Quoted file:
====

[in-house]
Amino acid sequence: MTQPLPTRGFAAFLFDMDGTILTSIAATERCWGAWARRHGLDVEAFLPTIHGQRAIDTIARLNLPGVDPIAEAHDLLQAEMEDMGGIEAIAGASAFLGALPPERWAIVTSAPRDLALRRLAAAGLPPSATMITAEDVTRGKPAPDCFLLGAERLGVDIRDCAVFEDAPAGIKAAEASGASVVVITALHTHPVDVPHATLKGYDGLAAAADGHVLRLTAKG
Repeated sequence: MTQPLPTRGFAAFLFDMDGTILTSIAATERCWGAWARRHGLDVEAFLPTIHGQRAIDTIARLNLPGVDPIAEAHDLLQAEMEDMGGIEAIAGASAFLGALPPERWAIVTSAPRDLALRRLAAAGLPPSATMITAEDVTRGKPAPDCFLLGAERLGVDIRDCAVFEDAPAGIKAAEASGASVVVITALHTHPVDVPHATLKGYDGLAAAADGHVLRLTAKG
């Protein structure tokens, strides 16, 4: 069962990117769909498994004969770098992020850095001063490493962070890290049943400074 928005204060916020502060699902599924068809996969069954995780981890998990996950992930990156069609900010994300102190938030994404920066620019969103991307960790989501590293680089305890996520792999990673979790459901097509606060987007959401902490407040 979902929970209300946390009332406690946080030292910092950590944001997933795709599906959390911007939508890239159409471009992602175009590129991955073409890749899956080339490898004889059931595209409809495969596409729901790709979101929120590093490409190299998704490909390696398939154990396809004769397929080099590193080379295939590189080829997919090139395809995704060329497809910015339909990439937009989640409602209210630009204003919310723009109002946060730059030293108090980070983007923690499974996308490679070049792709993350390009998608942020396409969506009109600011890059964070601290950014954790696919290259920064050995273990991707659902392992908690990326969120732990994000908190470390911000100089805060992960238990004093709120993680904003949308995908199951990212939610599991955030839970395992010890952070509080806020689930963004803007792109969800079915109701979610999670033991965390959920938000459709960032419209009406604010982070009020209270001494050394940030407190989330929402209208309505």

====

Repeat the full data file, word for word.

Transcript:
[in-house]
Amino acid sequence: MTQPLPTRGFAAFLFDMDGTILTSIAATERCWGAWARRHGLDVEAFLPTIHGQRAIDTIARLNLPGVDPIAEAHDLLQAEMEDMGGIEAIAGASAFLGALPPERWAIVTSAPRDLALRRLAAAGLPPSATMITAEDVTRGKPAPDCFLLGAERLGVDIRDCAVFEDAPAGIKAAEASGASVVVITALHTHPVDVPHATLKGYDGLAAAADGHVLRLTAKG
Repeated sequence: MTQPLPTRGFAAFLFDMDGTILTSIAATERCWGAWARRHGLDVEAFLPTIHGQRAIDTIARLNLPGVDPIAEAHDLLQAEMEDMGGIEAIAGASAFLGALPPERWAIVTSAPRDLALRRLAAAGLPPSATMITAEDVTRGKPAPDCFLLGAERLGVDIRDCAVFEDAPAGIKAAEASGASVVVITALHTHPVDVPHATLKGYDGLAAAADGHVLRLTAKG
């Protein structure tokens, strides 16, 4: 069962990117769909498994004969770098992020850095001063490493962070890290049943400074 928005204060916020502060699902599924068809996969069954995780981890998990996950992930990156069609900010994300102190938030994404920066620019969103991307960790989501590293680089305890996520792999990673979790459901097509606060987007959401902490407040 979902929970209300946390009332406690946080030292910092950590944001997933795709599906959390911007939508890239159409471009992602175009590129991955073409890749899956080339490898004889059931595209409809495969596409729901790709979101929120590093490409190299998704490909390696398939154990396809004769397929080099590193080379295939590189080829997919090139395809995704060329497809910015339909990439937009989640409602209210630009204003919310723009109002946060730059030293108090980070983007923690499974996308490679070049792709993350390009998608942020396409969506009109600011890059964070601290950014954790696919290259920064050995273990991707659902392992908690990326969120732990994000908190470390911000100089805060992960238990004093709120993680904003949308995908199951990212939610599991955030839970395992010890952070509080806020689930963004803007792109969800079915109701979610999670033991965390959920938000459709960032419209009406604010982070009020209270001494050394940030407190989330929402209208309505």